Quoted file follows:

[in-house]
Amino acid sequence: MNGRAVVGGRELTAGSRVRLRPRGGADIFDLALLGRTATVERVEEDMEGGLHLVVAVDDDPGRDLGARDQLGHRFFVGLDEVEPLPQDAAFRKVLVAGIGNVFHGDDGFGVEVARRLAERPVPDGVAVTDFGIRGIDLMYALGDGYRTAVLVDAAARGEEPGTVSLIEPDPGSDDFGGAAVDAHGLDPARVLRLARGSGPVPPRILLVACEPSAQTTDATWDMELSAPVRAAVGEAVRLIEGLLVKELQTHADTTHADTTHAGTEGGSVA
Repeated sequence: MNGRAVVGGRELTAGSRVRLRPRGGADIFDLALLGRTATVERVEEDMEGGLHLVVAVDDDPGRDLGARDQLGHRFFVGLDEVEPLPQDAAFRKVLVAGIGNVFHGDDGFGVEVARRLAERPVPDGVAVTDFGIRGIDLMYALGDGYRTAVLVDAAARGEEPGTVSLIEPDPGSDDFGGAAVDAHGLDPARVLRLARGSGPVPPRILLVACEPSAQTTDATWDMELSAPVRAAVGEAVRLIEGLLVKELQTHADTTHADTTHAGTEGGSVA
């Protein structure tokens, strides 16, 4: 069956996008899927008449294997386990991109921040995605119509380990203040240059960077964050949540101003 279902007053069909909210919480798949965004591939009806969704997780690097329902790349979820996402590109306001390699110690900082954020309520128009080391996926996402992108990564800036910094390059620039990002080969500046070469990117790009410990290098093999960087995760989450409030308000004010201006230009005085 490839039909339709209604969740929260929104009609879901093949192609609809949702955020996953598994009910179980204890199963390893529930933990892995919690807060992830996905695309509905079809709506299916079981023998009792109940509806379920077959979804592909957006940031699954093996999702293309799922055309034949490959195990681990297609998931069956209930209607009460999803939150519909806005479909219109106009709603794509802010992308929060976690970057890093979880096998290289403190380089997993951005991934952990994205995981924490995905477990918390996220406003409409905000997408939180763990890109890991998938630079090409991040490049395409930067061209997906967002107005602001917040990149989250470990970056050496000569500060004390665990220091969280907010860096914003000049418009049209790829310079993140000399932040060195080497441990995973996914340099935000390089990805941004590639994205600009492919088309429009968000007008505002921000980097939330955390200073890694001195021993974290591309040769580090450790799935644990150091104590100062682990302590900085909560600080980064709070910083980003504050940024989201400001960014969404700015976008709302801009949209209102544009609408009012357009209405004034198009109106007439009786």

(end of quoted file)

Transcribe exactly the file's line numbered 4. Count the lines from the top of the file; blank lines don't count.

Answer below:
């Protein structure tokens, strides 16, 4: 069956996008899927008449294997386990991109921040995605119509380990203040240059960077964050949540101003 279902007053069909909210919480798949965004591939009806969704997780690097329902790349979820996402590109306001390699110690900082954020309520128009080391996926996402992108990564800036910094390059620039990002080969500046070469990117790009410990290098093999960087995760989450409030308000004010201006230009005085 490839039909339709209604969740929260929104009609879901093949192609609809949702955020996953598994009910179980204890199963390893529930933990892995919690807060992830996905695309509905079809709506299916079981023998009792109940509806379920077959979804592909957006940031699954093996999702293309799922055309034949490959195990681990297609998931069956209930209607009460999803939150519909806005479909219109106009709603794509802010992308929060976690970057890093979880096998290289403190380089997993951005991934952990994205995981924490995905477990918390996220406003409409905000997408939180763990890109890991998938630079090409991040490049395409930067061209997906967002107005602001917040990149989250470990970056050496000569500060004390665990220091969280907010860096914003000049418009049209790829310079993140000399932040060195080497441990995973996914340099935000390089990805941004590639994205600009492919088309429009968000007008505002921000980097939330955390200073890694001195021993974290591309040769580090450790799935644990150091104590100062682990302590900085909560600080980064709070910083980003504050940024989201400001960014969404700015976008709302801009949209209102544009609408009012357009209405004034198009109106007439009786």